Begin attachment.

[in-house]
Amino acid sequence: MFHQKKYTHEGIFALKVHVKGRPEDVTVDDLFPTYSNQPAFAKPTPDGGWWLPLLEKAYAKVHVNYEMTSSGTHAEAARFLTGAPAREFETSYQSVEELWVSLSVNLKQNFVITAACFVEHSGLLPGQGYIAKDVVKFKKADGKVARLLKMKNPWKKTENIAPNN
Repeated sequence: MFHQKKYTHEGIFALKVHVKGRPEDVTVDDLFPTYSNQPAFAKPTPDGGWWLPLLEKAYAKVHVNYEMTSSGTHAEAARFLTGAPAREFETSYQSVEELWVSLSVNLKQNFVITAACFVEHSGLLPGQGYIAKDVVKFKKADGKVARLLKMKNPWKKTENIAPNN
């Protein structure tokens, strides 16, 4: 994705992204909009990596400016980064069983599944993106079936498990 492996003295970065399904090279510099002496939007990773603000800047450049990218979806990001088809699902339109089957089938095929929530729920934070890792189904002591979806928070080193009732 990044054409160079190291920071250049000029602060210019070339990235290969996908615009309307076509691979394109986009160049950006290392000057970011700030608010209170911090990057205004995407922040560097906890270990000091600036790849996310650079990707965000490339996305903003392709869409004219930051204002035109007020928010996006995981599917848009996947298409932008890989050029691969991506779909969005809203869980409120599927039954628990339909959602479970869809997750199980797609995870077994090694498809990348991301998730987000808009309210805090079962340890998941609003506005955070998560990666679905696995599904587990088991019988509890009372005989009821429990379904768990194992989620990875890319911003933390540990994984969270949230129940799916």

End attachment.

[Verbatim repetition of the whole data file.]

[in-house]
Amino acid sequence: MFHQKKYTHEGIFALKVHVKGRPEDVTVDDLFPTYSNQPAFAKPTPDGGWWLPLLEKAYAKVHVNYEMTSSGTHAEAARFLTGAPAREFETSYQSVEELWVSLSVNLKQNFVITAACFVEHSGLLPGQGYIAKDVVKFKKADGKVARLLKMKNPWKKTENIAPNN
Repeated sequence: MFHQKKYTHEGIFALKVHVKGRPEDVTVDDLFPTYSNQPAFAKPTPDGGWWLPLLEKAYAKVHVNYEMTSSGTHAEAARFLTGAPAREFETSYQSVEELWVSLSVNLKQNFVITAACFVEHSGLLPGQGYIAKDVVKFKKADGKVARLLKMKNPWKKTENIAPNN
């Protein structure tokens, strides 16, 4: 994705992204909009990596400016980064069983599944993106079936498990 492996003295970065399904090279510099002496939007990773603000800047450049990218979806990001088809699902339109089957089938095929929530729920934070890792189904002591979806928070080193009732 990044054409160079190291920071250049000029602060210019070339990235290969996908615009309307076509691979394109986009160049950006290392000057970011700030608010209170911090990057205004995407922040560097906890270990000091600036790849996310650079990707965000490339996305903003392709869409004219930051204002035109007020928010996006995981599917848009996947298409932008890989050029691969991506779909969005809203869980409120599927039954628990339909959602479970869809997750199980797609995870077994090694498809990348991301998730987000808009309210805090079962340890998941609003506005955070998560990666679905696995599904587990088991019988509890009372005989009821429990379904768990194992989620990875890319911003933390540990994984969270949230129940799916």